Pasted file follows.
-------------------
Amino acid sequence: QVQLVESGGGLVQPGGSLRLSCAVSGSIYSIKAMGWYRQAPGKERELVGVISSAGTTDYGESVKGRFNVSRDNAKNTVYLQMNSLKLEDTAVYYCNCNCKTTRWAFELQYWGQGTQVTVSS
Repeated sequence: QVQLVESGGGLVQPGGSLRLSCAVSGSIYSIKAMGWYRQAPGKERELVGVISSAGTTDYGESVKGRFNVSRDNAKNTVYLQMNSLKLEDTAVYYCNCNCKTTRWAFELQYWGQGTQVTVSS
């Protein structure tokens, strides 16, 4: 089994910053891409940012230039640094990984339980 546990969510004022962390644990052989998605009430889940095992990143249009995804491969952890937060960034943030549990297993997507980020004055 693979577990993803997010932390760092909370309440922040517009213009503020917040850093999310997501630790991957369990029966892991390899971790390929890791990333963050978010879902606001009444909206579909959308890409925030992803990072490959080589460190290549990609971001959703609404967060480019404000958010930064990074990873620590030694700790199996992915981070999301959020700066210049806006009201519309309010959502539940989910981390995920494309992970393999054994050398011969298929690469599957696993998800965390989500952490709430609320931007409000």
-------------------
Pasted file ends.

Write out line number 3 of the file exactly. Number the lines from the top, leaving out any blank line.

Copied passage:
């Protein structure tokens, strides 16, 4: 089994910053891409940012230039640094990984339980 546990969510004022962390644990052989998605009430889940095992990143249009995804491969952890937060960034943030549990297993997507980020004055 693979577990993803997010932390760092909370309440922040517009213009503020917040850093999310997501630790991957369990029966892991390899971790390929890791990333963050978010879902606001009444909206579909959308890409925030992803990072490959080589460190290549990609971001959703609404967060480019404000958010930064990074990873620590030694700790199996992915981070999301959020700066210049806006009201519309309010959502539940989910981390995920494309992970393999054994050398011969298929690469599957696993998800965390989500952490709430609320931007409000």